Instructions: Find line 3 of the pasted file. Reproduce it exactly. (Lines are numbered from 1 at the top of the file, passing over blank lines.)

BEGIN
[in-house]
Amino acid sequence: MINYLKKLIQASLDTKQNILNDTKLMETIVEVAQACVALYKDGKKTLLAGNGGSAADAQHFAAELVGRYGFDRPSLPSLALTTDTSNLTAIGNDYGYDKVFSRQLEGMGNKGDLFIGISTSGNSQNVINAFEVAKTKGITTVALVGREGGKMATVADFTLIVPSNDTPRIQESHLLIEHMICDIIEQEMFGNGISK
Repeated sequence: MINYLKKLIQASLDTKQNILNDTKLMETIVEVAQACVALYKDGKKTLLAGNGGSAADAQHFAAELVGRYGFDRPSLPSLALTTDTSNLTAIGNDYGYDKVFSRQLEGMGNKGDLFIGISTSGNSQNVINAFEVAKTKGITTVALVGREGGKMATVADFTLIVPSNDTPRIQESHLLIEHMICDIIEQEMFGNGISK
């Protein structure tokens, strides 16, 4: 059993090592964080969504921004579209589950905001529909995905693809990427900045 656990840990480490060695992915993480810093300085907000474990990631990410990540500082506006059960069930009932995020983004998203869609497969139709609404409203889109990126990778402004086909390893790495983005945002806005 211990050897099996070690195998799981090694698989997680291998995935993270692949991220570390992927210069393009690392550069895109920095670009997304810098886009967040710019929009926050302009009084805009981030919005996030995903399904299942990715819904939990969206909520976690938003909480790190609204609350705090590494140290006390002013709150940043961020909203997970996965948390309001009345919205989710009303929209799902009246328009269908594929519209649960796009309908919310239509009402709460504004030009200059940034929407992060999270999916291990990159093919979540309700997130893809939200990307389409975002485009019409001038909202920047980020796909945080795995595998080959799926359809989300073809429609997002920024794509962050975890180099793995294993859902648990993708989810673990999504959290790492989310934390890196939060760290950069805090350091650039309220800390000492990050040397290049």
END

Repeated sequence: MINYLKKLIQASLDTKQNILNDTKLMETIVEVAQACVALYKDGKKTLLAGNGGSAADAQHFAAELVGRYGFDRPSLPSLALTTDTSNLTAIGNDYGYDKVFSRQLEGMGNKGDLFIGISTSGNSQNVINAFEVAKTKGITTVALVGREGGKMATVADFTLIVPSNDTPRIQESHLLIEHMICDIIEQEMFGNGISK